Isn't it nice to lie on a holiday lounger reading a good book? Sunshine. Occasional dips in the pool and then between dozes you turn the pages. And because you're away from home and work and your usual everyday life, you can devote so much more mental and emotional energy to the reading process - giving the writer the attention his or her efforts truly deserve.
Over in Gran Canaria I read the Bill Bryson book illustrated left - "One Summer - America - 1927".
I have read just about everything Bill Bryson has ever written. His style is comfortable and he is as inquisitive as a boy scout in a summer meadow armed with a magnifying glass and a guide to insects. And he can be drily funny and self-deprecating and unlike some writers I have known, he is genuinely in love with words. He plays with them and knows where they came from.
"One Summer" is like a window into a special year in American history. You could say that it was the year in which America truly came of age. Perhaps that is why the crowds were so vast as Charles Lindbergh toured the country following his famous solo flight to Paris. And there were also huge crowds to see the incredible Babe Ruth in action and the boxing contest between slugger Jack Dempsey and erudite sportsman Gene Tunney. The Mississippi flooded thousands of acres. The film industry gave the world its first true "talkie" - "The Jazz Singer" starring Al Jolson and dwarfish Al Capone stomped around the streets of Chicago like a giant as the ludicrous Prohibition experiment truly kicked in.
It is a well-researched tome of over six hundred pages and it covers a time of peace and prosperity between the wars and before The Wall Street Crash of 1929. It's hard to think that in 1927 international air travel was very much in its infancy. Flying any aeroplane was an extremely dangerous pursuit. There was even a hare-brained scheme to build a series of "seadromes" so that Transatlantic flights would involve several hops - like frogs in a pond. And it was in 1927 that some visionaries began to see the possibilities of television in a distant future even though this was a time when radio played second fiddle to reading. Bryson says,"The 1920s was a great time for reading altogether - very possibly the peak decade for reading in American life. Soon it would be overtaken by the passive distractions of radio, but for the moment reading remained most people’s principal method for filling idle time.”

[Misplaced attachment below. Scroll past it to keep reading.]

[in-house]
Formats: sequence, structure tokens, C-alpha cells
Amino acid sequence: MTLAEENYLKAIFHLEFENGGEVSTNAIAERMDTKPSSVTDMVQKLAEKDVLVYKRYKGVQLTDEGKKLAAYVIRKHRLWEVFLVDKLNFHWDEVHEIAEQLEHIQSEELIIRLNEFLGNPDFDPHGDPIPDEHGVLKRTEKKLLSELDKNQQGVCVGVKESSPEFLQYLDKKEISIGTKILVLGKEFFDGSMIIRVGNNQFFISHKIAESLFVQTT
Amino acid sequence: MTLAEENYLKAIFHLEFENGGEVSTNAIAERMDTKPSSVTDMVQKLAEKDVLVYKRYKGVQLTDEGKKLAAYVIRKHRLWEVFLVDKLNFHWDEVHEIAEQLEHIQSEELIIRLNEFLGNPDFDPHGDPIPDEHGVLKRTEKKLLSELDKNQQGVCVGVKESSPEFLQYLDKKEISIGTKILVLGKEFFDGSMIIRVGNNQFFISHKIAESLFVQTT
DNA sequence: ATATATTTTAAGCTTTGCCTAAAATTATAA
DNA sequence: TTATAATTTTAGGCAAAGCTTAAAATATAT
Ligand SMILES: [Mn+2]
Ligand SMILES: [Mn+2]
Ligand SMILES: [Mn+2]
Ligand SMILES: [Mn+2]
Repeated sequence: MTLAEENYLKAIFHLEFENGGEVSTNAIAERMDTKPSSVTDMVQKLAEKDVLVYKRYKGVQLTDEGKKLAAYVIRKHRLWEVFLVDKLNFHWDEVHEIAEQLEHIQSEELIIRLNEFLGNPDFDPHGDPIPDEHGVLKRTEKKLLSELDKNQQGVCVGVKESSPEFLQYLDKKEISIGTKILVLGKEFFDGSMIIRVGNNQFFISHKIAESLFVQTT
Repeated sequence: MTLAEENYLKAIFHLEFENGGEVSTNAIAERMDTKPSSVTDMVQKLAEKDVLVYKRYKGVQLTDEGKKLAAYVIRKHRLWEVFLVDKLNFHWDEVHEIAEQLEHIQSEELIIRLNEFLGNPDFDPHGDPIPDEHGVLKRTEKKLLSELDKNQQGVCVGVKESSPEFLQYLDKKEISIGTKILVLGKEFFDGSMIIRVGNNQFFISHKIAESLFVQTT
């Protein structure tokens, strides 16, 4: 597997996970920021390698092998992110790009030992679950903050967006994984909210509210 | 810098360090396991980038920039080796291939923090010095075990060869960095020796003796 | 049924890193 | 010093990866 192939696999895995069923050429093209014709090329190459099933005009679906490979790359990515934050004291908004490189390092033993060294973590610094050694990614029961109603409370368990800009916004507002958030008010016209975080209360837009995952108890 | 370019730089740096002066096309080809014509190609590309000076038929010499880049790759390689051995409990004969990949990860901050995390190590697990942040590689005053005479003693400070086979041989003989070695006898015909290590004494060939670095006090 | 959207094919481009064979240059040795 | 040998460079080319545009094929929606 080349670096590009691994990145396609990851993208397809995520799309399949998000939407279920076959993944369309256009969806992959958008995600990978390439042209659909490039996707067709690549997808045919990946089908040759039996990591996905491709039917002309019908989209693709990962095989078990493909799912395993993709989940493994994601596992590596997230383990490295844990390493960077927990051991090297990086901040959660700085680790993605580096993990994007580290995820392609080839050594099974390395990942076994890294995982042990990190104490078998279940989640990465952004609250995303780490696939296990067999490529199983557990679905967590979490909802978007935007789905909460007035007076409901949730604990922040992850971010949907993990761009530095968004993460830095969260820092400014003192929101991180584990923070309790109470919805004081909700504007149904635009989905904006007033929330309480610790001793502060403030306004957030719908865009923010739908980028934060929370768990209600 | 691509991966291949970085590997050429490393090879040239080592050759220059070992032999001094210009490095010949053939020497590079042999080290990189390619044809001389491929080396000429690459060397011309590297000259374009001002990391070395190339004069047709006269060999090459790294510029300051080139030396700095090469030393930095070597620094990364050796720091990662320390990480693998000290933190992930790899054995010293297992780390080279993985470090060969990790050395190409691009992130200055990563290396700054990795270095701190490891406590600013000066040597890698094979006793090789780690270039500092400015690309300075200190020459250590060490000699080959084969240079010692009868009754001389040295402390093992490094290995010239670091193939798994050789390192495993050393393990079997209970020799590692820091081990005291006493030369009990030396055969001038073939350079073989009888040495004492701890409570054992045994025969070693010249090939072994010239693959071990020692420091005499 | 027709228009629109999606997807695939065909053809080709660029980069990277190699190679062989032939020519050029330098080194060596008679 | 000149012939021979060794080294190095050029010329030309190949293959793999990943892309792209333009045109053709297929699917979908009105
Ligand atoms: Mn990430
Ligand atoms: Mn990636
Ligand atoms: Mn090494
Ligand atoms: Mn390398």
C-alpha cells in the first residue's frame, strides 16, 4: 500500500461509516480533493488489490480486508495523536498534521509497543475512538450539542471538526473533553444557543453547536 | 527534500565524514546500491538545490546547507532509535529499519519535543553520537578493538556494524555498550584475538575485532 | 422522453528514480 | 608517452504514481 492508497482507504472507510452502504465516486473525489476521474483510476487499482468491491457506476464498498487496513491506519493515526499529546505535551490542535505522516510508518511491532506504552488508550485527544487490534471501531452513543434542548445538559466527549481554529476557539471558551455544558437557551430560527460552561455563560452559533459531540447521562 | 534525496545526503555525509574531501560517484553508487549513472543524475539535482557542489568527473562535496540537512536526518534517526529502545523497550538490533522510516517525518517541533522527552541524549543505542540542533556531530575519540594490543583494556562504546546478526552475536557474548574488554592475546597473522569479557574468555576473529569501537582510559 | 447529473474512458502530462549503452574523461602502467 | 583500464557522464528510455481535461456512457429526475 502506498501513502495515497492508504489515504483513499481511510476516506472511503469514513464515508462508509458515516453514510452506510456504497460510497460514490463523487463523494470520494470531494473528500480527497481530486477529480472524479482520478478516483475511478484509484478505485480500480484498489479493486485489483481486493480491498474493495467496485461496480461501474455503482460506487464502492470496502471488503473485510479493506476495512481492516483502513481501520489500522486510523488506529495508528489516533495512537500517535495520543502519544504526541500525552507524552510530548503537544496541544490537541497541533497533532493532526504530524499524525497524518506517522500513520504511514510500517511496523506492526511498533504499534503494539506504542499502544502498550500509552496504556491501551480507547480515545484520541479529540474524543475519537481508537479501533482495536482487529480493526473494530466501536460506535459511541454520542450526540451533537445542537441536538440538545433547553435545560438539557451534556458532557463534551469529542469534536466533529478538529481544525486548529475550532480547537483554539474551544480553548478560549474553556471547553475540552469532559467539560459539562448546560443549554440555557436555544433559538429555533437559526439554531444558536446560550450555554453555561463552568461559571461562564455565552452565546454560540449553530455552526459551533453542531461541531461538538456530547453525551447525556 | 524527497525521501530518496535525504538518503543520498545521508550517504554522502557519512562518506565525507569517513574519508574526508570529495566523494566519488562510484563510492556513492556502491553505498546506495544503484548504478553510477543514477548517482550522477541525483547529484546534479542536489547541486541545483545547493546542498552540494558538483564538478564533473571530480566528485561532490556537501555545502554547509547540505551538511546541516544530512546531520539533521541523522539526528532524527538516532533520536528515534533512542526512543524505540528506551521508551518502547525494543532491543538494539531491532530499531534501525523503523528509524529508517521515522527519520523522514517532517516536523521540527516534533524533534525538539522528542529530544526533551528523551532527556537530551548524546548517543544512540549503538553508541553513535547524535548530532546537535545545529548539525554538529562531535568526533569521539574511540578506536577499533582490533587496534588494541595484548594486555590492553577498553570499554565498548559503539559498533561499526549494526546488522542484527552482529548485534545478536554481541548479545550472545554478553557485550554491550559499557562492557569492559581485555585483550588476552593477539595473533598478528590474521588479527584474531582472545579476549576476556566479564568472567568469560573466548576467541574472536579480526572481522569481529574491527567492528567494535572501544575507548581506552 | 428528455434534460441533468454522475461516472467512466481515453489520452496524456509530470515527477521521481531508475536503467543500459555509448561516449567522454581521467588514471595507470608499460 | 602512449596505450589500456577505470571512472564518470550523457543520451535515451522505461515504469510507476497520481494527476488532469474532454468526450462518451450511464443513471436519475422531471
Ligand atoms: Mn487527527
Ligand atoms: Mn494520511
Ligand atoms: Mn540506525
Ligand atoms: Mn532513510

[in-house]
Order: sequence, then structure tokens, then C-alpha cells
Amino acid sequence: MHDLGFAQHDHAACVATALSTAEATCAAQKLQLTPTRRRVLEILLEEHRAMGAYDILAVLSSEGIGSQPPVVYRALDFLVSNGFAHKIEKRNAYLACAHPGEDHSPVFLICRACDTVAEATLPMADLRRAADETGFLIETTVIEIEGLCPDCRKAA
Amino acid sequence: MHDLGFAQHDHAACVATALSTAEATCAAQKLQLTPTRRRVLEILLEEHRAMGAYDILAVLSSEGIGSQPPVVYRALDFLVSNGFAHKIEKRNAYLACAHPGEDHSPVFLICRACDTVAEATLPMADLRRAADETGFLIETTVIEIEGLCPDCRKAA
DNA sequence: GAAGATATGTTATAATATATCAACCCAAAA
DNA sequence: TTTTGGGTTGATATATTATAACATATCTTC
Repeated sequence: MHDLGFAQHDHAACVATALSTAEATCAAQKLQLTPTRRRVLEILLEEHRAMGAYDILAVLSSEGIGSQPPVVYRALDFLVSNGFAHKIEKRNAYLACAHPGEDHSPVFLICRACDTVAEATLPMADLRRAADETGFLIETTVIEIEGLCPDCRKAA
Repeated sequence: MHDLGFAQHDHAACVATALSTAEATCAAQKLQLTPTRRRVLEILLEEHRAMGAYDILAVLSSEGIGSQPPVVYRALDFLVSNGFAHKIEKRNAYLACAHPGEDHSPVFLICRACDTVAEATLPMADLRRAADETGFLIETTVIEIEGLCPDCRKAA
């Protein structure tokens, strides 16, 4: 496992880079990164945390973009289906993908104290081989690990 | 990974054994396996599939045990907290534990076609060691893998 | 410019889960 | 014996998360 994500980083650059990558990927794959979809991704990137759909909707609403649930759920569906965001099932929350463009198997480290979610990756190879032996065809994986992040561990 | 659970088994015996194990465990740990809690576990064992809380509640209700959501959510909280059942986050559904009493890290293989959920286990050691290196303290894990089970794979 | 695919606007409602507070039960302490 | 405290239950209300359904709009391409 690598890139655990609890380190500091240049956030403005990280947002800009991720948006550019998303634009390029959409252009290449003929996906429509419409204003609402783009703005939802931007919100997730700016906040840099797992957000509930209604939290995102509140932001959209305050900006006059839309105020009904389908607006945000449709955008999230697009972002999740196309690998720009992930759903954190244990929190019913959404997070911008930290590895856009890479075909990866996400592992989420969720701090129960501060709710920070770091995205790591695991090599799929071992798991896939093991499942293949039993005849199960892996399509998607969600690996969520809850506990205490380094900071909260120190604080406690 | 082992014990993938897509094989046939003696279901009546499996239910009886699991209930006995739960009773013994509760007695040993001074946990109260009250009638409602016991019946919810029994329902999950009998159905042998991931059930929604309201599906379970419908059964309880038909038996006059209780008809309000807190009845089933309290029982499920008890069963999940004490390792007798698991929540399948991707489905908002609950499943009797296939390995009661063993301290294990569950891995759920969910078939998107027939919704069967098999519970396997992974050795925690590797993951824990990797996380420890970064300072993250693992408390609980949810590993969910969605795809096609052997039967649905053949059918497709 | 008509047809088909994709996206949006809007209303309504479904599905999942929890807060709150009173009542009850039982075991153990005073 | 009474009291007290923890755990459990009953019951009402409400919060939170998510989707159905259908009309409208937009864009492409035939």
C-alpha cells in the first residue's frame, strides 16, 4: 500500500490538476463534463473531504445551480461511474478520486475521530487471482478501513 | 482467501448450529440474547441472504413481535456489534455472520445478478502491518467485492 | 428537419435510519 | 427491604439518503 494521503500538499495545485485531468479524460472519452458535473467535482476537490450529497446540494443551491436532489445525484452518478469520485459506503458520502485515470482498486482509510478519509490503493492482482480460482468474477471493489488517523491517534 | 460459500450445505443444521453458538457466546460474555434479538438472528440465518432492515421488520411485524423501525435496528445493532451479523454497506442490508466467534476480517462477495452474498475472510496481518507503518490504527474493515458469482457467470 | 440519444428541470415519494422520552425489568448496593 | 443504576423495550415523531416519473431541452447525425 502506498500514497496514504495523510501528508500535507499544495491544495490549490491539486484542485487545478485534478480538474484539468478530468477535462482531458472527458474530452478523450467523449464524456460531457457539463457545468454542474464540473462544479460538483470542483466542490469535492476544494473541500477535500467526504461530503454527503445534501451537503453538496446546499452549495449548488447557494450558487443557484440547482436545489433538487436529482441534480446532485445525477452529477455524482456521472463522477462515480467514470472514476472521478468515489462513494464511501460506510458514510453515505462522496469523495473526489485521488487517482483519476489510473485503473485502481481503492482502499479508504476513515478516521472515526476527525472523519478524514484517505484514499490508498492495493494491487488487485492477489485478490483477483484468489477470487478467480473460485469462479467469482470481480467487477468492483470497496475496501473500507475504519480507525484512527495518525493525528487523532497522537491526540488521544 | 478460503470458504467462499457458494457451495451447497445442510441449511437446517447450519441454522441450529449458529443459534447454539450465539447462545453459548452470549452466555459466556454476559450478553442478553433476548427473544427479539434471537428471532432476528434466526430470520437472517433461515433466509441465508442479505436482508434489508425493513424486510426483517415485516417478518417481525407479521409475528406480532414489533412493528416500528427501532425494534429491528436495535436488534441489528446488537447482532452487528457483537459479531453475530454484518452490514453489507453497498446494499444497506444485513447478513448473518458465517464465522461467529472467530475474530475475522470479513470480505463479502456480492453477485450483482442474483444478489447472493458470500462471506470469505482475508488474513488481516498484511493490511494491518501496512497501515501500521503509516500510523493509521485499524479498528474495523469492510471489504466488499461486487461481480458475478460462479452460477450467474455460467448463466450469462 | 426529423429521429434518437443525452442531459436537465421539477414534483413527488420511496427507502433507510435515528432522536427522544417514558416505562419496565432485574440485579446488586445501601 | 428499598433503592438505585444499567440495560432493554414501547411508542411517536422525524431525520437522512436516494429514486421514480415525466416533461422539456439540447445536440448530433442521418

The book is populated by flappers and gangsters, murderers and inventors and there's Henry Ford and Herbert Hoover and Clara Bow and the curious President Calvin T. Coolidge and Mount Rushmore is being carved in the wilds of South Dakota while the country's population is just nudging 120 million - compared with today's 317 million.
As I have admitted before in this febrile blog I am an unashamed Americophile so of course I was going to enjoy "One Summer". In a very readable way, it convinced me that 1927 was indeed a very interesting and significant year in the formation of today's America. Bryson's writing makes what might have been dull history truly come alive.